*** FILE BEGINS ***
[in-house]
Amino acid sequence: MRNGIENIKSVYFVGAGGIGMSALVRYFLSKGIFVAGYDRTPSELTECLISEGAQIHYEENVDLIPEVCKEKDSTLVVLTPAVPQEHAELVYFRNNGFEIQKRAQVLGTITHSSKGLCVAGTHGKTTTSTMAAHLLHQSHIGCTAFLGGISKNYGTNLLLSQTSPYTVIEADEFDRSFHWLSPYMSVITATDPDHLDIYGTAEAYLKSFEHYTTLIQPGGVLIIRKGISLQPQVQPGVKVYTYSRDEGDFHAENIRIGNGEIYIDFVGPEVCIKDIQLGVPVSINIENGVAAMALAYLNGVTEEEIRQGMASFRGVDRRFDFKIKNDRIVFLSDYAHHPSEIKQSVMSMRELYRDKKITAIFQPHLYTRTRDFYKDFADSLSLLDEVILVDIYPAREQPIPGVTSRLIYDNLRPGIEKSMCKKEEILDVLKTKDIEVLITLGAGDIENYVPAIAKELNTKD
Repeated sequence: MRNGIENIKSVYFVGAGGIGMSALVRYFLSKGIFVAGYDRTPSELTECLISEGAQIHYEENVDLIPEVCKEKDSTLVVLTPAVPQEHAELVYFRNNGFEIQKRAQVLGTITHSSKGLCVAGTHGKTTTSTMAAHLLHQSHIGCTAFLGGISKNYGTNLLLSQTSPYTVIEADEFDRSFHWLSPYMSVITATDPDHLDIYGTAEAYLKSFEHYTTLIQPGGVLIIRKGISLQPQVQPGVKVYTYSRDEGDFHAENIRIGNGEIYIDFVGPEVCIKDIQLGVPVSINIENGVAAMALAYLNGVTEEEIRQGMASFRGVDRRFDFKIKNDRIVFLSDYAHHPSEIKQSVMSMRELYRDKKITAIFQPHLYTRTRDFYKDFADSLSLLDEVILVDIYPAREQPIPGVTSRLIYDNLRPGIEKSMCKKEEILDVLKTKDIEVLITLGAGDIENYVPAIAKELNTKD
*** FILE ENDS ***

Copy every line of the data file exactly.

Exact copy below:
[in-house]
Amino acid sequence: MRNGIENIKSVYFVGAGGIGMSALVRYFLSKGIFVAGYDRTPSELTECLISEGAQIHYEENVDLIPEVCKEKDSTLVVLTPAVPQEHAELVYFRNNGFEIQKRAQVLGTITHSSKGLCVAGTHGKTTTSTMAAHLLHQSHIGCTAFLGGISKNYGTNLLLSQTSPYTVIEADEFDRSFHWLSPYMSVITATDPDHLDIYGTAEAYLKSFEHYTTLIQPGGVLIIRKGISLQPQVQPGVKVYTYSRDEGDFHAENIRIGNGEIYIDFVGPEVCIKDIQLGVPVSINIENGVAAMALAYLNGVTEEEIRQGMASFRGVDRRFDFKIKNDRIVFLSDYAHHPSEIKQSVMSMRELYRDKKITAIFQPHLYTRTRDFYKDFADSLSLLDEVILVDIYPAREQPIPGVTSRLIYDNLRPGIEKSMCKKEEILDVLKTKDIEVLITLGAGDIENYVPAIAKELNTKD
Repeated sequence: MRNGIENIKSVYFVGAGGIGMSALVRYFLSKGIFVAGYDRTPSELTECLISEGAQIHYEENVDLIPEVCKEKDSTLVVLTPAVPQEHAELVYFRNNGFEIQKRAQVLGTITHSSKGLCVAGTHGKTTTSTMAAHLLHQSHIGCTAFLGGISKNYGTNLLLSQTSPYTVIEADEFDRSFHWLSPYMSVITATDPDHLDIYGTAEAYLKSFEHYTTLIQPGGVLIIRKGISLQPQVQPGVKVYTYSRDEGDFHAENIRIGNGEIYIDFVGPEVCIKDIQLGVPVSINIENGVAAMALAYLNGVTEEEIRQGMASFRGVDRRFDFKIKNDRIVFLSDYAHHPSEIKQSVMSMRELYRDKKITAIFQPHLYTRTRDFYKDFADSLSLLDEVILVDIYPAREQPIPGVTSRLIYDNLRPGIEKSMCKKEEILDVLKTKDIEVLITLGAGDIENYVPAIAKELNTKD